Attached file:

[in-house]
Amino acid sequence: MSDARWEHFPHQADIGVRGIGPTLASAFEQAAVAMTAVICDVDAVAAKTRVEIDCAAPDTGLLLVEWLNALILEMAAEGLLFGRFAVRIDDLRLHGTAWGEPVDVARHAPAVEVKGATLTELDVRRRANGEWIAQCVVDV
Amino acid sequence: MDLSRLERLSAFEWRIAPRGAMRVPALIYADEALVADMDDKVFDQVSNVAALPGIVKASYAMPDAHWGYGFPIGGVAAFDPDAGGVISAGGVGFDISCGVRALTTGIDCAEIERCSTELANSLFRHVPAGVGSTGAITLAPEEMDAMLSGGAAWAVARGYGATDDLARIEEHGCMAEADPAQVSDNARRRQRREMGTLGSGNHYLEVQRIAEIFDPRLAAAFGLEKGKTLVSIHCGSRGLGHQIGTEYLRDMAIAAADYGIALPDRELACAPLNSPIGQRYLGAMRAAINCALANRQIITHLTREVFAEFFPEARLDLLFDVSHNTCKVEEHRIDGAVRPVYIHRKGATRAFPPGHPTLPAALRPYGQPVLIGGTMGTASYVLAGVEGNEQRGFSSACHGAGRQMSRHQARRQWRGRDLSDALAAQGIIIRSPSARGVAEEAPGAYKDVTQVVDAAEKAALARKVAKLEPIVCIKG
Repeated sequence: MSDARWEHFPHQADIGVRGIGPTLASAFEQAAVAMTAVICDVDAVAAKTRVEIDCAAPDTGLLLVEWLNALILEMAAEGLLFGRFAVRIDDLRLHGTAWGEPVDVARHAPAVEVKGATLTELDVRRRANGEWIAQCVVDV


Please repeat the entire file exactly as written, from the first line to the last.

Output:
[in-house]
Amino acid sequence: MSDARWEHFPHQADIGVRGIGPTLASAFEQAAVAMTAVICDVDAVAAKTRVEIDCAAPDTGLLLVEWLNALILEMAAEGLLFGRFAVRIDDLRLHGTAWGEPVDVARHAPAVEVKGATLTELDVRRRANGEWIAQCVVDV
Amino acid sequence: MDLSRLERLSAFEWRIAPRGAMRVPALIYADEALVADMDDKVFDQVSNVAALPGIVKASYAMPDAHWGYGFPIGGVAAFDPDAGGVISAGGVGFDISCGVRALTTGIDCAEIERCSTELANSLFRHVPAGVGSTGAITLAPEEMDAMLSGGAAWAVARGYGATDDLARIEEHGCMAEADPAQVSDNARRRQRREMGTLGSGNHYLEVQRIAEIFDPRLAAAFGLEKGKTLVSIHCGSRGLGHQIGTEYLRDMAIAAADYGIALPDRELACAPLNSPIGQRYLGAMRAAINCALANRQIITHLTREVFAEFFPEARLDLLFDVSHNTCKVEEHRIDGAVRPVYIHRKGATRAFPPGHPTLPAALRPYGQPVLIGGTMGTASYVLAGVEGNEQRGFSSACHGAGRQMSRHQARRQWRGRDLSDALAAQGIIIRSPSARGVAEEAPGAYKDVTQVVDAAEKAALARKVAKLEPIVCIKG
Repeated sequence: MSDARWEHFPHQADIGVRGIGPTLASAFEQAAVAMTAVICDVDAVAAKTRVEIDCAAPDTGLLLVEWLNALILEMAAEGLLFGRFAVRIDDLRLHGTAWGEPVDVARHAPAVEVKGATLTELDVRRRANGEWIAQCVVDV